"We're basically interested in deleting the drive," said Anne Kuper, president of the Clifton Elementary School PTA. "We have kids spending over an hour sometimes on the bus . . . . As soon as possible, people here would like to get to a closer facility."

The new school is to include only grades nine and 10 when it opens, adding higher grades as these classes mature. School officials this week recommended adding one class of seventh grade students to the school in the fall of 1989 to relieve projected overcrowding at Chantilly's Rocky Run intermediate school.

This staff recommendation is a compromise between opening the school as a regular high school, urged by some Chantilly parents who want to relieve as much crowding at their high school as possible, or opening it as a secondary school for middle and high school students. The Fairfax High School PTSA executive board has pushed for a secondary school, fearing a high school might deplete their student body excessively.

The board will hold a public hearing on the grade structure Nov. 17 and will vote Nov. 19. New schools in the county receive working names from administrators but get permanent names from the School Board based on parents' recommendations.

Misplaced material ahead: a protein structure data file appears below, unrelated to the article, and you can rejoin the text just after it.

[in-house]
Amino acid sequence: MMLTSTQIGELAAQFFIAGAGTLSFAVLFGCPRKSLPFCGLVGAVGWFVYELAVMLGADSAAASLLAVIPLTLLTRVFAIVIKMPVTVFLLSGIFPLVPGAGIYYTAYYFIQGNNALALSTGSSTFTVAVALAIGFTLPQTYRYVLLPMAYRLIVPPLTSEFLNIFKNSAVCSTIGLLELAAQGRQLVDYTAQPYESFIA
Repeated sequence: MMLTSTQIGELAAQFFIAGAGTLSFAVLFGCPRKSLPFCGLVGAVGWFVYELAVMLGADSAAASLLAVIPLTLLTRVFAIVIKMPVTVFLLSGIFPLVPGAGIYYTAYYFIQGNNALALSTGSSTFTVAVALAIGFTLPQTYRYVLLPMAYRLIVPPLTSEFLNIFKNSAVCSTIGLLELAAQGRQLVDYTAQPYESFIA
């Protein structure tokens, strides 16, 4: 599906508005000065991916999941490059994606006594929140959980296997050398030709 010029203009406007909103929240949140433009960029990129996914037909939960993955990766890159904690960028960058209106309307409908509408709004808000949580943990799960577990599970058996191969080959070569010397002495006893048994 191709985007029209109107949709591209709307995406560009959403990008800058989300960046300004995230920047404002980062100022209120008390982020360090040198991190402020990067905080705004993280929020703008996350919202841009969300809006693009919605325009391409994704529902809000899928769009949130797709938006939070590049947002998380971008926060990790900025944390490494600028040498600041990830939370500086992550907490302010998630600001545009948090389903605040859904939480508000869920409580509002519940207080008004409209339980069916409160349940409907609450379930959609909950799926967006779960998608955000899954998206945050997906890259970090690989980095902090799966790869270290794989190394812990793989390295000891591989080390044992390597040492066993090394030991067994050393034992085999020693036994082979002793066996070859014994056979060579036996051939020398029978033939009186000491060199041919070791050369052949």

The new elementary schools are:

Silverbrook, an 832-student capacity school at 8317 Crosspointe Dr., Springfield. The school is intended to replace the aging Lorton Elementary School, scheduled to close next year, and will probably draw most of its students from Lorton, with some from Gunston Elementary School.

Sangster Branch, a 963-student capacity school at 7500 Reservation Dr., Springfield, intended to relieve crowding at Orange Hunt, Cherry Run, White Oaks, Hunt Valley and Newington Forest elementary schools. Students from the Cherry Run area now bused to Cardinal Forest are also likely to go to Sangster Branch.

Bonnie Brae, a 934-student capacity school at 5404 Sideburn Rd., Annandale. Students there are likely to come from the highly overcrowded Oak View Elementary School, and the Fairview, Terra-Centre, Fairfax Villa, Laurel Ridge and Cardinal Forest elementary schools.

Moneys Corner, a 963-student capacity school at 2791 Fox Mill Rd., Centreville, intended to help relieve overcrowding at the Navy, Lees Corner, Oak Hill, Floris, Fox Mill, Dogwood and Hunters Woods elementary schools.

Hiddenbrook, an 887-student capacity school at 1515 Powells Tavern Place, Dranesville, designed to relieve overcrowding at Forestville, Clearview, Herndon and Hutchison elementary schools, and to provide the community with a school of its own.

In addition, the board is also likely to decide next spring on boundaries for Saratoga Elementary School at 8111 Northumberland Rd., Springfield, a 651-student capacity school that is one of three elementary schools to be opened in the fall of 1989. Saratoga is to become a community school for the South Mason area, and will include students from nearby areas who now must travel by bus to Crestwood, Forestdale and Lynbrook.

Some elementary schools not adjacent to the new schools may be affected by the boundary changes, he said.